Special guests

A restless-looking documentary filmmaker, Steve James has found in the cinema a resource to put on the social inequalities, the traps of the system, and the most flawed flaws of the American society, seemingly idyllic in the eyes of Donald Trump. Turning the marginalized into heroes, over the years, James has uncovered stories of superannuation and small victories in doomed communities in the outskirts.

With a camera that seeks the truth in archival looks, gestures, and images, Steve James digs into his country’s judicial system, school system, and economic system to dispel the injustices that are being perpetrated, they hide there because of intrinsic racism.

Twice Oscar nominated for his documentaries Hoop Dreams (1994) and Abacus: Small Enough to Jail (2016), Steve James has been awarded and endorsed by the press at various festivals around the world. A major support that she rewarded in 2014 with the documentary Life, Itself, a touching piece by Roger Ebert, a key journalist for American film criticism.

Steve James Foto


Filmoteca de Catalunya

Author of key films of the Quebec New Wave movement such as Curling (2010) and Vic+Flo Saw a Bear (2013), renowned filmmaker Denis Côté is coming to Catalonia to present his newest work, Répertoire des villes disparues, after its screening at festivals such as Berlin and San Sebastián. Well-known for his portrait of isolated and peculiar characters, living in small-towns with frozen landscapes, the director adds a startling supernatural component to his film that makes it even stranger, if possible, involving positively eerie scenes that flirt with the horror genre. Yet, in the end, Denis Côté is interested in the study of protagonists that belong to a certain place and a community from which they can’t run away. An impressive mood piece, unsettling and unconventional, that will unmistakably move the audience.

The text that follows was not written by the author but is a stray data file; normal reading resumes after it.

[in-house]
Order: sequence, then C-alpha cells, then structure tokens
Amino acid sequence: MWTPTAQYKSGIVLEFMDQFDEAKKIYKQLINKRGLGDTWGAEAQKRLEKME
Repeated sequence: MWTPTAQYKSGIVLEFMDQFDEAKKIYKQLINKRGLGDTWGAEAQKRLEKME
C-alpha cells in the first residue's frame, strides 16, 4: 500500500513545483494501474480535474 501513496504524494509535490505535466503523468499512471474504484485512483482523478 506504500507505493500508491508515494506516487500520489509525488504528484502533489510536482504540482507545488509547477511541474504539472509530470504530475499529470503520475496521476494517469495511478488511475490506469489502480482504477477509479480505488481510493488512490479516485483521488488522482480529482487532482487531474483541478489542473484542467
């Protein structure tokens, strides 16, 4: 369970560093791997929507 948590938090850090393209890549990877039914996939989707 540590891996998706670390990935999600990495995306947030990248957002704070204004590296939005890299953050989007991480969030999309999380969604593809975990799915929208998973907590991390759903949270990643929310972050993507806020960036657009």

BERLIN, GERMANY - FEBRUARY 12:  Director Denis Cote attends the 'Boris without Beatrice' (Boris sans Beatrice) photo call during the 66th Berlinale International Film Festival Berlin at Grand Hyatt Hotel on February 12, 2016 in Berlin, Germany.  (Photo by Dominique Charriau/WireImage)


Greener Grass premiered at Sundance in 2019 and left its mark at all the festivals where it was screened, thanks to the boldness of its directors-writers-lead actresses, Jocelyn DeBoer and Dawn Luebbe. Based on the 2015 short film of the same name, Greener Grass was made into a feature film that is surely one of the most imaginative and weird movies of the year.



Brenden Hubbard aka BEAR, is an award-winning filmmaker, writer and producer. He has managed productions and festival runs for various films since 2012, including Fuzzy Logic’s short film, Curfew and the subsequent feature, Before I Disappear (Americana 2015). He has since been involved with over 30 other short and feature films including the winner of the 2015 Jury Award: International Fiction at the Sundance Film Festival, Oh Lucy!, Cul-De-Sac (official selection at Toronto International Film Festival), and most recently The Vanishing of Sidney Hall (A24, Sony International). Hubbard studied audio engineering at Temple University and has toured internationally with bands including Stellastarr*, Father John Misty and Dr. Dog. The Helping Hand is his directing debut.



Seth and Ben Epstein are Los Angeles-based brothers with deep Dallas roots. They bicker like children, hug it out like grown children, and spend the rest of their time trying to make each other laugh.

They couldn’t be happier to premiere their film Something Like Loneliness with a Texas homecoming at the SXSW film festival. Now they arrive to Americana.